Well, winter has hit Colorado, and it’s going to be here a while. We have been known to get major snow storms in May! Snow or not, life has to go on. Here are some of our tips for keeping safe as you keep functioning through the weather.
Stay Safe on the Road This Winter
Take it slow.
- If you want to stay in control on snowy or icy roads, you have to go slowly. Whether you’re turning, stopping, or accelerating, make sure you take your time. Remember that posted speed limits are calibrated for optimum conditions (dry roads, full visibility, daylight). If the conditions aren’t optimal, you should be going slower than the speed limit.
- One of the most common mistakes drivers make is underestimating how long it takes to come to a stop. Give yourself extra space when it’s time to stop. When it comes to accelerating, do so slowly to ensure your tires maintain traction. If you’re on a bridge or overpass, remember that they freeze before other roadways do, and you’ll need to use extra care. Basically, you shouldn’t rush when the roadways are icy or snowy.
Do your best to keep rolling.
- The key to maintaining control in winter driving is going smoothly and slowly. If you can, don’t come to a full stop on snow or ice. First of all, a stop can mean sliding forward. And trying to get moving again can cause more complications. If you can, slow down before a traffic signal so that you can cruise through the intersection. Lastly, if you’re headed uphill, build up some momentum ahead of time so you don’t have to push too hard on the gas pedal. Applying the gas on a snowy hill can spin your wheels out.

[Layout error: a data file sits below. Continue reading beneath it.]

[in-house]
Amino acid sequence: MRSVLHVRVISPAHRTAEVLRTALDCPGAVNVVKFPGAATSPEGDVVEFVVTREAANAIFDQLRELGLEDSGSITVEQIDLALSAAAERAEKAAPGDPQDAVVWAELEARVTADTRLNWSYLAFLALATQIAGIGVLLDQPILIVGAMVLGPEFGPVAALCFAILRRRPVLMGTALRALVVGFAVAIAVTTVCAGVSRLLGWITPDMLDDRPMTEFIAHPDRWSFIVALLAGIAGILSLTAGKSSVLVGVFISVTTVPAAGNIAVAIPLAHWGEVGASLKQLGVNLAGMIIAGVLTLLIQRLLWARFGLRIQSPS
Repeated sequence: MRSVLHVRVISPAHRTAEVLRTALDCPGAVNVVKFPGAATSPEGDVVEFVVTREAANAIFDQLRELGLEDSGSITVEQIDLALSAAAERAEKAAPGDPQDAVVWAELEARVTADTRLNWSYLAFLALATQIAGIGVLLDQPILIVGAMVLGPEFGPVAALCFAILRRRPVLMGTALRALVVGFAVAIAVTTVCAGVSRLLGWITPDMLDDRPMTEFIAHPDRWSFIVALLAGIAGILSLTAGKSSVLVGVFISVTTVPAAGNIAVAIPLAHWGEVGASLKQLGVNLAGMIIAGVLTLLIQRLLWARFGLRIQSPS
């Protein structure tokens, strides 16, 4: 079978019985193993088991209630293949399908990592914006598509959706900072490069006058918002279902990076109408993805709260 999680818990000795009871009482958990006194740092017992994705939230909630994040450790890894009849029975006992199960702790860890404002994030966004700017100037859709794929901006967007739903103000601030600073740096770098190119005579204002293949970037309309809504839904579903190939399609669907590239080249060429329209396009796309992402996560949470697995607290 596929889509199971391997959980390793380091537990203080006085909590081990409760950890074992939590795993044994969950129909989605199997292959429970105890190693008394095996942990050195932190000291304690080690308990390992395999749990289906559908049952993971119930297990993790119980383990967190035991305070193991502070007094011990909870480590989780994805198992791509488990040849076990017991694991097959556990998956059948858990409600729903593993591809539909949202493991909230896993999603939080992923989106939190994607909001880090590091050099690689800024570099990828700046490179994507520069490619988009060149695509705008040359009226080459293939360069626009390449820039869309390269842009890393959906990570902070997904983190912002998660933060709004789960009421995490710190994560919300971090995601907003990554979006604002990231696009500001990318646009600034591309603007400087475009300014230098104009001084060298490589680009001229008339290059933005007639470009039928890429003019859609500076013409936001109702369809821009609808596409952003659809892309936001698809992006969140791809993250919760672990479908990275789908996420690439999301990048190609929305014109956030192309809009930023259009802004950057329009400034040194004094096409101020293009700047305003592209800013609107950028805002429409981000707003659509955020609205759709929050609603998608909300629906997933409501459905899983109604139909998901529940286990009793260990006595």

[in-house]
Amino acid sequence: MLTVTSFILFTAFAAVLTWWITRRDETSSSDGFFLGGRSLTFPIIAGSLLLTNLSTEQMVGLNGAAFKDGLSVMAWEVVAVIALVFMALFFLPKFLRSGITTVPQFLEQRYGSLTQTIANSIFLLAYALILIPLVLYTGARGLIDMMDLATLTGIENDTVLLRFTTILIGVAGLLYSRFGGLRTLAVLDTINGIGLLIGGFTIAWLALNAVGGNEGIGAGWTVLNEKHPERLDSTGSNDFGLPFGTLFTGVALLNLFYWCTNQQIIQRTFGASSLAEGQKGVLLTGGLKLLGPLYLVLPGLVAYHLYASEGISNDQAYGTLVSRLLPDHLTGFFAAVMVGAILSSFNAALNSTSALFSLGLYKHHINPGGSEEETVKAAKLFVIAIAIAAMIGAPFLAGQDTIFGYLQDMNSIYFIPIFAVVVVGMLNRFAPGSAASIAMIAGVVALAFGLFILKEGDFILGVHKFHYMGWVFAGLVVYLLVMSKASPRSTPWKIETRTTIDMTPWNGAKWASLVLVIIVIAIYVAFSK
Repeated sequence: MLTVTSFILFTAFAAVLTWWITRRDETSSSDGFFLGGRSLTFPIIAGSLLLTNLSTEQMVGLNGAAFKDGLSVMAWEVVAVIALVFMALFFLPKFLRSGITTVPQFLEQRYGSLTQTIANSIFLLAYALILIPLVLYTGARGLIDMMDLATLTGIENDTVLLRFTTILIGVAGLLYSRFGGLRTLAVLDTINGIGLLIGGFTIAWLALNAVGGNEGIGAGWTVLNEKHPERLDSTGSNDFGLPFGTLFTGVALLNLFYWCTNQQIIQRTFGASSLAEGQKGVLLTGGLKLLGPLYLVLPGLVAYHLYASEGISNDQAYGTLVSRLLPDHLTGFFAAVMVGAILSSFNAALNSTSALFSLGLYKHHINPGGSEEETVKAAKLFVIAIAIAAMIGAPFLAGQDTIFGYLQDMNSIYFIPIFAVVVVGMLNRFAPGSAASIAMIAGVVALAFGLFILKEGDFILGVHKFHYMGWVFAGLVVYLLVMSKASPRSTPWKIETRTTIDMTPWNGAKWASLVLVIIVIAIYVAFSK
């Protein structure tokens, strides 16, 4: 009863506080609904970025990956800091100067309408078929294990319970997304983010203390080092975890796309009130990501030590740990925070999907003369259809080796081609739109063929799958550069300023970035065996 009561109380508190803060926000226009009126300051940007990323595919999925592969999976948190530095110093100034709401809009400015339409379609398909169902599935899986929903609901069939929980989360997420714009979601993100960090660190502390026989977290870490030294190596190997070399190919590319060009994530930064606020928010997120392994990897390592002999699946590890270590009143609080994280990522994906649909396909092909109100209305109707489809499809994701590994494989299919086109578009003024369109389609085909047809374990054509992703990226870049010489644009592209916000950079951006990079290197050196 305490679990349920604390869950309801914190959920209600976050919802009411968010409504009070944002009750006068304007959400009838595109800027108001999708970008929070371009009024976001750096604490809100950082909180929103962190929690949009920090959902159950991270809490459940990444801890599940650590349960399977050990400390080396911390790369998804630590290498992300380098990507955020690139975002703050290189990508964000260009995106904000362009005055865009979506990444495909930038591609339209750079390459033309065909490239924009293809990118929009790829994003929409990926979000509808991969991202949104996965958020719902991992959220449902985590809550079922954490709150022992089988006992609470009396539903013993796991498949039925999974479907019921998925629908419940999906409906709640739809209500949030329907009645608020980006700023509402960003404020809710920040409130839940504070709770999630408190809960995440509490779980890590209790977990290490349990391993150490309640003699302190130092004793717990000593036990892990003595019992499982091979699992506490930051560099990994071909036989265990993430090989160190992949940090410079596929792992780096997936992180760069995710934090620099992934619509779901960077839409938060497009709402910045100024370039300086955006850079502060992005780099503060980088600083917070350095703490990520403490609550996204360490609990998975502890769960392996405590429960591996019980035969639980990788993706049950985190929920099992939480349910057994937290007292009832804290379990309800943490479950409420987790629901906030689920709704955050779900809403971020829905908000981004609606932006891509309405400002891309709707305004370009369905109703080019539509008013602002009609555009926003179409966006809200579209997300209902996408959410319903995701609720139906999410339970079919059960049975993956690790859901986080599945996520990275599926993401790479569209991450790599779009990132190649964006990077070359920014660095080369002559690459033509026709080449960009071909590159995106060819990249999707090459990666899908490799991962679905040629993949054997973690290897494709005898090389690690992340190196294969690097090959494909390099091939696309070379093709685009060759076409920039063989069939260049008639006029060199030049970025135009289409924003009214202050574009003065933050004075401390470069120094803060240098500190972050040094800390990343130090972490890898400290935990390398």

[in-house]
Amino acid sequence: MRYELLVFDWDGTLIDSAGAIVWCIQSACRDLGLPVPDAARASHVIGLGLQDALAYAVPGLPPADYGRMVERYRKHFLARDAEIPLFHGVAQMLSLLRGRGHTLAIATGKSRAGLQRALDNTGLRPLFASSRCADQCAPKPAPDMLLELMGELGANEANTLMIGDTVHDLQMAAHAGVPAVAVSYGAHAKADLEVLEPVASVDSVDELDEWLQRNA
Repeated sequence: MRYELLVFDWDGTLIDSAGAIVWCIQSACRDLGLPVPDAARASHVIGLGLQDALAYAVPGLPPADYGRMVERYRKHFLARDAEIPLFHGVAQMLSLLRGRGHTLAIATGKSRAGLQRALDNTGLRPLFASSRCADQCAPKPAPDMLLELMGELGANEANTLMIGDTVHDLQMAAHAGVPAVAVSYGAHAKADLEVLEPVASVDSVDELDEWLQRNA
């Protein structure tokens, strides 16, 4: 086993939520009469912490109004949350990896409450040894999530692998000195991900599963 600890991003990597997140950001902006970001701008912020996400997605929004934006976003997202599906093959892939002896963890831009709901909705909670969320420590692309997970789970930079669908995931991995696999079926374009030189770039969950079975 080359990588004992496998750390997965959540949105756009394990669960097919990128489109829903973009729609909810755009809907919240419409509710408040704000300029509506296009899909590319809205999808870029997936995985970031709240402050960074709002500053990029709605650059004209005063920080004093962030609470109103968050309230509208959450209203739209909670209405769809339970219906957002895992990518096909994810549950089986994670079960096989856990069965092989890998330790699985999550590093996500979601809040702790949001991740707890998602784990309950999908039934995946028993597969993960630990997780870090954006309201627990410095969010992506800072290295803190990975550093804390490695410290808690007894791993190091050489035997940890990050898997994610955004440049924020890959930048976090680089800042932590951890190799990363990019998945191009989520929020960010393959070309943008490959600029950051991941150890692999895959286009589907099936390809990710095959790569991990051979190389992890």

Look at your exhaust pipe.
- When snow and ice build up on your vehicle, the exhaust pipe can get clogged. It can also happen when you’re digging your vehicle out of a snowdrift or ditch. Always remember that any obstruction of your exhaust pipe can result in your vehicle’s passenger compartment filling up with carbon monoxide. This is an odorless, colorless gas that can be deadly, so keep your exhaust pipe clear!
Be familiar with your brakes.
- Depending on the conditions, getting your vehicle to stop in the winter can be pretty dicey. You’ll do better if you know what kind of brakes you have and how they work. If you have an older vehicle, it may have a traditional brake system that will lock your brakes and require you to pump the brake pedal in order to keep the wheels turning and regain control. However, if you have a modern car, you’ll have antilock brakes that will pulse the brakes for you.
- No matter what kind of brakes you have, you need to make sure that you’re maintaining a large following distance that gives your brakes time to do their job. Your vehicle will always react more slowly in the snow, and you need to give it time.